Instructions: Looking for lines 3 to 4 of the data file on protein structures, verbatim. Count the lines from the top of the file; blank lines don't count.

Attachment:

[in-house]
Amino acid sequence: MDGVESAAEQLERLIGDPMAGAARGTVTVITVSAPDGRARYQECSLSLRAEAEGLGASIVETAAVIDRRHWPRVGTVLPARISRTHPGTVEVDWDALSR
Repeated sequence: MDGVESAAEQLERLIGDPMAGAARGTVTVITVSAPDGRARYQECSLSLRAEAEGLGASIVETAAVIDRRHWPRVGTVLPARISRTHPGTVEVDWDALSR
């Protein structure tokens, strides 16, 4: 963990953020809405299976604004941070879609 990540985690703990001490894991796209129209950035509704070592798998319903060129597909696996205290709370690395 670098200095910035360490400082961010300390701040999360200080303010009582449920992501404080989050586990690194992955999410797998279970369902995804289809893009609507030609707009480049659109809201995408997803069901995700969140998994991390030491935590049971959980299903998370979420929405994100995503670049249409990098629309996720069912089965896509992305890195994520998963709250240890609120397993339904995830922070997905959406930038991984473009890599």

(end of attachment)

Repeated sequence: MDGVESAAEQLERLIGDPMAGAARGTVTVITVSAPDGRARYQECSLSLRAEAEGLGASIVETAAVIDRRHWPRVGTVLPARISRTHPGTVEVDWDALSR
């Protein structure tokens, strides 16, 4: 963990953020809405299976604004941070879609 990540985690703990001490894991796209129209950035509704070592798998319903060129597909696996205290709370690395 670098200095910035360490400082961010300390701040999360200080303010009582449920992501404080989050586990690194992955999410797998279970369902995804289809893009609507030609707009480049659109809201995408997803069901995700969140998994991390030491935590049971959980299903998370979420929405994100995503670049249409990098629309996720069912089965896509992305890195994520998963709250240890609120397993339904995830922070997905959406930038991984473009890599």